I was helping my girlfriend move some boxes in her room when this book fell out and landed on the floor, front cover facing up. What a moment of good fortune. This book has so much going on that as I write this it’s hard to even remember it all. There’s war and love and insanity and time travel and space aliens. Vonnegut says a lot of war and life in this book and it’s clear why it’s considered a classic.
Browsing through the sci fi shelves of the local used bookstore how could I not pick up a book with that title. This is the first book in McDevitt’s Academy Series that follows tough space pilot Priscilla Hutchins as she carts around xenoarchaeologists to various dead planets. This book has some great action and surprisingly deep philosophical moments, but the ending is a bit of a letdown.
Robert Reich has increasingly been showing up in the public eye because of his active use of social media and his ideas on how to make America an even playing field again. His book is a great read on how politics and business have become so entangled that politics no longer serve their original function of serving the people.
Deepsix by Jack McDevitt
The second book in Jack McDevitt’s Academy Series. This book has one of the most awesome rescue attempts I’ve ever seen/read/heard. It also has a xenoarcheology subplot of two alien civilizations and how they interacted in this past. McDevitt is a master at dropping little nuggets like this that your imagination takes and runs with.
Chindi by Jack McDevitt
The third book in his Academy series (There are five total). This book has another ridiculous rescue attempt full of science and inventiveness. A little more attention is paid to developing the main character and her story and in this book she really shines as a bad ass. Better than the first book, but not as good as the second one.
The Everything Store: Jeff Bezos and the Age of Amazon by Brad Stone
This book chronicles the rise of founder and CEO of Amazon Jeff Bezos. From the company’s humble beginning in a garage to its current quest to take over the world, this book shows the man behind it all, the good and the bad. He’s brilliant, motivated and decisive, but ruthless, arrogant and unforgiving. A good read for anyone at all interested in business.
Calculating God by Robert J. Sawyer
I picked this book off the shelf based on the title alone and when I read the copy on the book I was hooked. An alien lands in front of a museum and she and a paleontologist discuss life, death, God, and the other big mysteries. Unfortunately, this is more of an essay than a novel. The arguments are intriguing, but the narrative elements that are present are just not that interesting.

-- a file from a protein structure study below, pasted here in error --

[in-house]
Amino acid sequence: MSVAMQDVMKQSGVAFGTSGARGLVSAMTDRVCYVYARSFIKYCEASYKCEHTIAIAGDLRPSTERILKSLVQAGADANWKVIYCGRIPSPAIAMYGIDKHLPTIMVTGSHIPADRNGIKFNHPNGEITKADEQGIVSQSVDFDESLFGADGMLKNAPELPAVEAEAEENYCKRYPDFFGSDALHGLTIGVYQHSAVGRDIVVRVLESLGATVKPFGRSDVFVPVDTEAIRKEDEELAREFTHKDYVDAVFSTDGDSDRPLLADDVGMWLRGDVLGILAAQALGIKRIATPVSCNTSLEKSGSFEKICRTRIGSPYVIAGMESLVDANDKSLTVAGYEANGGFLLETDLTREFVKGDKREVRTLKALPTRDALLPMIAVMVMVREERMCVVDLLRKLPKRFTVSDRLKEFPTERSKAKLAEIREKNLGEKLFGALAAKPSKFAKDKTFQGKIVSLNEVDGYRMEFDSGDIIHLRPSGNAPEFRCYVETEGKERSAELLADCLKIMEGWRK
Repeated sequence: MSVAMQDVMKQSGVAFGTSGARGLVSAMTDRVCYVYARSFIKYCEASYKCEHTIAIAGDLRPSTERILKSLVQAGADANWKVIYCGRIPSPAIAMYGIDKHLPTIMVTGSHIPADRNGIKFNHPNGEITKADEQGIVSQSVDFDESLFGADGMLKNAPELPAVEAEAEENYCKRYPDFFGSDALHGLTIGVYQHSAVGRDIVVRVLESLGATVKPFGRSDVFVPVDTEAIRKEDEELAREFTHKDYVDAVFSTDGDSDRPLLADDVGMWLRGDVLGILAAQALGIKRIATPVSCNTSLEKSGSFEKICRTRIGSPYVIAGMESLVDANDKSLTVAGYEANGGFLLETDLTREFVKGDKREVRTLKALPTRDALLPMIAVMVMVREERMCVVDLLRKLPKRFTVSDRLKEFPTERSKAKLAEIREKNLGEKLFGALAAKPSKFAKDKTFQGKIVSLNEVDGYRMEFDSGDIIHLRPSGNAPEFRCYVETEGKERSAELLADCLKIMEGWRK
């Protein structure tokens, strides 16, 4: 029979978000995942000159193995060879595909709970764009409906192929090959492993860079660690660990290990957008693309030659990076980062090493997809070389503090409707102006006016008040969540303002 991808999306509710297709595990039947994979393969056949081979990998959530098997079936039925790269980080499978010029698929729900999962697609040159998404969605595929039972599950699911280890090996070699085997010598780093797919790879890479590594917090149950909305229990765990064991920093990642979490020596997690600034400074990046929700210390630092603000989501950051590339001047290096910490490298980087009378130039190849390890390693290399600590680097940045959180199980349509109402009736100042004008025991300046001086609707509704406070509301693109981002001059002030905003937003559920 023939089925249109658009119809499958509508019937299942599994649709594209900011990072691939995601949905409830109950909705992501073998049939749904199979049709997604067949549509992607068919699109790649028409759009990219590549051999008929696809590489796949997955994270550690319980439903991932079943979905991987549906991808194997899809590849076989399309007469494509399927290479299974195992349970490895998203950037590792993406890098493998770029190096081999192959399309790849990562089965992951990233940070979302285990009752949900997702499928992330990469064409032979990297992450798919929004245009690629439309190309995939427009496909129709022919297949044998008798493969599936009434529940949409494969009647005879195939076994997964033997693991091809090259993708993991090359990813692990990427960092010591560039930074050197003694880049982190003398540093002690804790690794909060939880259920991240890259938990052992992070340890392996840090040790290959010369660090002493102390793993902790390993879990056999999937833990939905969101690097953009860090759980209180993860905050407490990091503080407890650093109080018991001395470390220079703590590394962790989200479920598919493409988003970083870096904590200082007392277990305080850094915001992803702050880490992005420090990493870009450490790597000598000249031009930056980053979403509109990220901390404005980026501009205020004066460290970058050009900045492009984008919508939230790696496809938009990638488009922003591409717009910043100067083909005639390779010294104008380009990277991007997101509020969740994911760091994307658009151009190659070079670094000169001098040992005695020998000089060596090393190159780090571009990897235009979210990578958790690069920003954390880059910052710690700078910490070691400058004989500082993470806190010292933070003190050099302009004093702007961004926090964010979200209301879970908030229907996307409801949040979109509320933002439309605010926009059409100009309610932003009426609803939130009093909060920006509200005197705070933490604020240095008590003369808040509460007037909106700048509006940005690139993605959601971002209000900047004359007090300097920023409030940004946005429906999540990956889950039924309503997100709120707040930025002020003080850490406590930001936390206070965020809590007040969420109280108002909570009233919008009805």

Father Casey clutched his Bible and peered through the hole in the stained glass window and looked out onto the street. Past the shrubbery, the flowers, and the statue of Saint Michael, the red and black clouds swirling through the sky grew thicker and the jagged lightning struck the ground with increased frequency.
In the intersection on which Saint Michael’s Church sat, a winged beast crouched over a clump of bodies. Its fur was thick and matted with dried blood. Its teeth chomped through bone with a sickening crunch. For hours they had watched the beast fly through the air and drop bodies to add to the pile. Now it was rewarding itself.
“You’re the holy man, do something about this!”
Father Casey whipped around. “Maybe if you had gone to church more often than just Christmas and Easter, Mr. Holicek, we wouldn’t be in this predicament.”
Holicek cowered from Father Casey’s booming voice, the same booming voice that told parishioners every Sunday about the importance of maintaining a relationship with the Maker. Apparently his message didn’t get through.
“This is happening all over the world,” a girl said. She held a smart phone in her hand and flicked at the screen with a finger.
“Please put that away,” Father Casey said. “I don’t like them turned on in the church. Not on Sundays, not now.” He turned back toward the street. A second creature had appeared near the intersection.
This creature’s fat jiggled when it walked and the endless number of boils marring its red skin looked ready to burst at any moment. Its long tail thrashed about, tearing up the asphalt as it walked.